29 Facts About Aunt Jemima


Aunt Jemima is modeled after, and has been a famous example of, the "Mammy" archetype in the Southern United States.

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In 1915, the well-known Aunt Jemima brand was the basis for a trademark law ruling that set a new precedent.

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Aunt Jemima branded frozen foods were licensed out to Aurora Foods in 1996, which was absorbed into Pinnacle Foods in 2004.

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James J Jaffee, a freelance artist from the Bronx, New York, designed one of the images of Aunt Jemima used by Quaker Oats to market the product into the mid-20th century.

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Aunt Jemima's was slimmed down from her previous appearance, depicting a more "svelte" look, wearing a white collar, and geometric print "headband" still resembling her previous kerchief.

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Aunt Jemima is based on the common "Mammy" archetype, a plump black woman wearing a headscarf who is a devoted and submissive servant.

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Aunt Jemima's was presented as a "loyal cook" for a fictional Colonel Higbee's Louisiana plantation on the Mississippi River.

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Aunt Jemima was said to use a secret recipe "from the South before the Civil War, " with their "matchless plantation flavor, " to make the best pancakes in Dixie.

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Aunt Jemima's was said to have revived a group of shipwrecked survivors with her flapjacks.

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Aunt Jemima embodied a post-Reconstruction fantasy of idealized domesticity, inspired by "happy slave" hospitality, and revealed a deep need to redeem the antebellum South.

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African American Registry of the United States suggests Nancy Green and others who played the caricature of Aunt Jemima should be celebrated despite what has been widely condemned as a stereotypical and racist brand image.

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Aunt Jemima's was a Black storyteller and one of the first Black corporate models in the United States.

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Aunt Jemima's was replaced by Agnes Moodey, "a negress of 60 years", who was then reported as the original Aunt Jemima.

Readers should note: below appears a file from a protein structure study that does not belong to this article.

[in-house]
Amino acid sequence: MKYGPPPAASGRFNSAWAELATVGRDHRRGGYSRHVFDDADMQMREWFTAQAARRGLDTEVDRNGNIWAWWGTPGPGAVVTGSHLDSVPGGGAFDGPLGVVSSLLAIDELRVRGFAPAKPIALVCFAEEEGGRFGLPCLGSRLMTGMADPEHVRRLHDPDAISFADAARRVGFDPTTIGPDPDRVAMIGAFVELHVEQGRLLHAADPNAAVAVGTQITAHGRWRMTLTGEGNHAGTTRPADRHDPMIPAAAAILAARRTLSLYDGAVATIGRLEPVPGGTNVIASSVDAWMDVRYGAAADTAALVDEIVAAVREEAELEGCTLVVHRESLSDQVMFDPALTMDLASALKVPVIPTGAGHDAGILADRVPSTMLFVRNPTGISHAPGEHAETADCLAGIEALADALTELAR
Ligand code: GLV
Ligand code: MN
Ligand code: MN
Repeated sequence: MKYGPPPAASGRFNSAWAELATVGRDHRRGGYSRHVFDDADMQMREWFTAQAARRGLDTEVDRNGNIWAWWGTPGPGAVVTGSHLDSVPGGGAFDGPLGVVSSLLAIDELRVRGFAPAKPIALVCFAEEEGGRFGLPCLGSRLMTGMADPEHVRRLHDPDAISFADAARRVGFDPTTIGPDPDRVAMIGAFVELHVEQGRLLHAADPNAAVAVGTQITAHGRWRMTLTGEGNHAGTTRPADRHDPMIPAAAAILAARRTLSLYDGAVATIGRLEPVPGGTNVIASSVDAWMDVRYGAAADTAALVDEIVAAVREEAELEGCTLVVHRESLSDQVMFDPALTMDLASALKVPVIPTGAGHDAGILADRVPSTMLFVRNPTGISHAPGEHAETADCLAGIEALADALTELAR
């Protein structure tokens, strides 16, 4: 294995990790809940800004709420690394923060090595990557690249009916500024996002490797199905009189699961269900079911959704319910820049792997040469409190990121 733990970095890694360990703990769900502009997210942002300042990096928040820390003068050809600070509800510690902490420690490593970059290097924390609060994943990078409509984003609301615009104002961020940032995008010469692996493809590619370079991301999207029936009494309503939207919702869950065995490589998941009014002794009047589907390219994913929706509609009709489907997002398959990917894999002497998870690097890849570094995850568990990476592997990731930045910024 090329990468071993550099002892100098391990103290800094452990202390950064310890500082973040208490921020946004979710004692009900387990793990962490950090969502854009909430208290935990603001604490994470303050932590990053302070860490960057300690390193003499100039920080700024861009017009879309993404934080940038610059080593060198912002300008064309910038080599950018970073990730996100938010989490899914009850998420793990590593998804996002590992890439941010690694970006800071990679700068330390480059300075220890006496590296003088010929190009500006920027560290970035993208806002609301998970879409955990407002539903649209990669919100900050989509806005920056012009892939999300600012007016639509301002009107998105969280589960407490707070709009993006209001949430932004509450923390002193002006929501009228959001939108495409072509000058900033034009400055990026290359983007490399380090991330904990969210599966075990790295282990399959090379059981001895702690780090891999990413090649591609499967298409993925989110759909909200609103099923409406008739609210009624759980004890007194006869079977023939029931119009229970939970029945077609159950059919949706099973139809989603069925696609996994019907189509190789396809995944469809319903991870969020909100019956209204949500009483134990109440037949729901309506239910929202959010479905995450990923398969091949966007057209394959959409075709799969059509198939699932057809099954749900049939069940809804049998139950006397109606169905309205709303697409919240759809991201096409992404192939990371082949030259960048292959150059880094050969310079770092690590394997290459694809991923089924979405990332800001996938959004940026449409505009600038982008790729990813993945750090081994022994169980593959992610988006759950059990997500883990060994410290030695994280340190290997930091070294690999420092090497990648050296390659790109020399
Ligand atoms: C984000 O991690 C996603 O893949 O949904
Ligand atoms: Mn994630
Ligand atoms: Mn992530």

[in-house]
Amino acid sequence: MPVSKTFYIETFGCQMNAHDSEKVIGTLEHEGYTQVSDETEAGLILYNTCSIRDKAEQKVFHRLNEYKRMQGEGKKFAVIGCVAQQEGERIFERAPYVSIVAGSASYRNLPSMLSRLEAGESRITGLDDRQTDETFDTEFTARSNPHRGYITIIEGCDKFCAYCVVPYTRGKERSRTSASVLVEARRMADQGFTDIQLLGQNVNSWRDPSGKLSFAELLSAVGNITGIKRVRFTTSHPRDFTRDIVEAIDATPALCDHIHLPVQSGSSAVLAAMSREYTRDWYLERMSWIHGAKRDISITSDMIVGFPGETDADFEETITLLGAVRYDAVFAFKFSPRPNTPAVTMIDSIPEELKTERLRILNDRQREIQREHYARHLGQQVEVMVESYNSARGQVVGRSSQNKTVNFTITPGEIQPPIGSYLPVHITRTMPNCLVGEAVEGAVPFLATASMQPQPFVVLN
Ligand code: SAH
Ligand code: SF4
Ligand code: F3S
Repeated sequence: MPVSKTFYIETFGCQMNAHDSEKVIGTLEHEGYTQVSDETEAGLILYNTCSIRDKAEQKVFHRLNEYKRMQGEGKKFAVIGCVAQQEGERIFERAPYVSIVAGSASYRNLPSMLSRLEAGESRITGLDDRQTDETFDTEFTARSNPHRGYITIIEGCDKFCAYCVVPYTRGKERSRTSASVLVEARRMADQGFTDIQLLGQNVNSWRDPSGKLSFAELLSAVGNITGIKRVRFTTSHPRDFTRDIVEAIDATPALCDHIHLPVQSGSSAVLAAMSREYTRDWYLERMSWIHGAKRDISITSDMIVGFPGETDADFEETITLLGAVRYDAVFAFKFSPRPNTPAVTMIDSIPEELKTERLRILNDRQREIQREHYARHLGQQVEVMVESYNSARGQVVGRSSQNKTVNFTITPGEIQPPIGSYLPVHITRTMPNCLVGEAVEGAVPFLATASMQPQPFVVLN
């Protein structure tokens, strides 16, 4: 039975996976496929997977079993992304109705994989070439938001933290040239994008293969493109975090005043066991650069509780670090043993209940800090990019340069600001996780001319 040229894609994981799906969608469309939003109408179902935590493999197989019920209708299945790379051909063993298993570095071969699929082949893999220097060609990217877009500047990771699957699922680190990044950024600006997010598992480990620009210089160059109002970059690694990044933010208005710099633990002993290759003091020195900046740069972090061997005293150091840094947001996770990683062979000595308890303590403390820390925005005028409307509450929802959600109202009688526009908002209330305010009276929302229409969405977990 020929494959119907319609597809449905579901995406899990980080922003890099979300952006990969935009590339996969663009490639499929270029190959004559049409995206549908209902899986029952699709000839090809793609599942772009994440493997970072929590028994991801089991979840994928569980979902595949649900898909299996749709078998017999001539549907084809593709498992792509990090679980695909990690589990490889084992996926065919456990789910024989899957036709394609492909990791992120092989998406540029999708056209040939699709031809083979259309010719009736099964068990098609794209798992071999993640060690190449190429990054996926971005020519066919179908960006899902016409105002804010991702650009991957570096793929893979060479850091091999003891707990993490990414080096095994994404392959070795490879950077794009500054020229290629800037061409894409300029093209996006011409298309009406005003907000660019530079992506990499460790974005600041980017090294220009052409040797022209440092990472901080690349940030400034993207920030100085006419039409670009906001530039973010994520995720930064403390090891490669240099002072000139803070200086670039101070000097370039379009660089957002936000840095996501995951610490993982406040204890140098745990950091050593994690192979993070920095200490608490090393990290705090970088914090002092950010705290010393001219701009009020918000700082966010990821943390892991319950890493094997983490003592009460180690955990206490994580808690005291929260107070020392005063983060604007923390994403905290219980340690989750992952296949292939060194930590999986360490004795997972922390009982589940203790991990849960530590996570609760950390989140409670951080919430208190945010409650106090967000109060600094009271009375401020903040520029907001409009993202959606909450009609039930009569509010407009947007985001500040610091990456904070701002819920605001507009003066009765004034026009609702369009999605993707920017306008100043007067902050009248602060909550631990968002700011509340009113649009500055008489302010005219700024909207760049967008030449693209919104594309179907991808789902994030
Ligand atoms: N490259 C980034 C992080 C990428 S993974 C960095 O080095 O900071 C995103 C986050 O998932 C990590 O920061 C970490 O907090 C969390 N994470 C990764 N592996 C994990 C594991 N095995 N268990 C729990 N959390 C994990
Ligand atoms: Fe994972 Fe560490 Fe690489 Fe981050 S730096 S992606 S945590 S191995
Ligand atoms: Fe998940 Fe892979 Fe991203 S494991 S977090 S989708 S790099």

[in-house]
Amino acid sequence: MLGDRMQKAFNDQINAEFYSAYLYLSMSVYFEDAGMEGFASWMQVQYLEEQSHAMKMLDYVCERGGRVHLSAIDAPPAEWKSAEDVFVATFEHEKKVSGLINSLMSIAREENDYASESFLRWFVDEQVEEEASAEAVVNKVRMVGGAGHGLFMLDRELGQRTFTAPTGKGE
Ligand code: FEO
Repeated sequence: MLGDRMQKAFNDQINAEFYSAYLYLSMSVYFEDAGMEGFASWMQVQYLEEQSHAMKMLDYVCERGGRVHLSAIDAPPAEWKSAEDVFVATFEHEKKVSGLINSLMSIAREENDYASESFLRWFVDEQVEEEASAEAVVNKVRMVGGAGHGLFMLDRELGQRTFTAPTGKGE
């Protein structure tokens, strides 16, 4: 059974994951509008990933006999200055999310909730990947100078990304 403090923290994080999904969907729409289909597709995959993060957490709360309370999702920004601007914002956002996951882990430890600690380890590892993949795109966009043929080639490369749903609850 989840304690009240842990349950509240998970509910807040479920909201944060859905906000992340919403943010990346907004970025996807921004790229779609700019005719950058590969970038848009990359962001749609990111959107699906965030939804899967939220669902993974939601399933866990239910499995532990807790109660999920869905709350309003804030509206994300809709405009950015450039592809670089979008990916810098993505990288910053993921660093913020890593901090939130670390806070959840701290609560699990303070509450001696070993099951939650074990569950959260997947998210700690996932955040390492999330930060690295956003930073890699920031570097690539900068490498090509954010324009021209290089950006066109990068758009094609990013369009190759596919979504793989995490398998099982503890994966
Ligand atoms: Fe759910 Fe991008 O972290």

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Aunt Jemima's was sent to New York City by Lord and Thomas to have her picture taken.

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Aunt Jemima's appeared at prestigious establishments frequented by the rich and famous, such as El Morocco, the Stork Club, "21", and the Waldorf-Astoria.

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Aunt Jemima's was employed as a cook in the home of a Quaker Oats executive and began pancake demonstrations at her employer's request.

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Aunt Jemima's died in 1969, and is buried near her parents and grandparents in the historic Red Oak Presbyterian Church cemetery of Ripley, Ohio.

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An annual Aunt Jemima breakfast has been a long-time fundraiser for the cemetery, and the church maintains a collection of Aunt Jemima memorabilia.

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Aunt Jemima's was born in 1897 in Marlboro County, South Carolina.

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Aunt Jemima's appeared on radio in The Great Gildersleeve, on radio and television in Amos 'n' Andy, and on film in To Have and Have Not .

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Actresses portraying Aunt Jemima visited Albion, Battle Creek, and other Michigan cities many times over three decades.

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Aunt Jemima's was the last individual model for the character's logo.

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Aunt Jemima's worked for Quaker Oats in the company's Oklahoma advertising department until she answered their search for a new Aunt Jemima.

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Aunt Jemima's was buried in the family plot in the Colony Cemetery near Wheelock, Texas.

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Aunt Jemima has been featured in various formats and settings throughout popular culture.

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Aunt Jemima has been a present image identifiable by popular culture for well over a century, dating back to Nancy Green's appearance at the 1893 World Fair in Chicago, Illinois.

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Aunt Jemima's incorporated them into collages and assemblages, transforming them into statements of political and social protest.

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Aunt Jemima's Kitchen had additional locations across the United States.

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Electric Aunt Jemima was the nickname for Zappa's Standel guitar amplifier.

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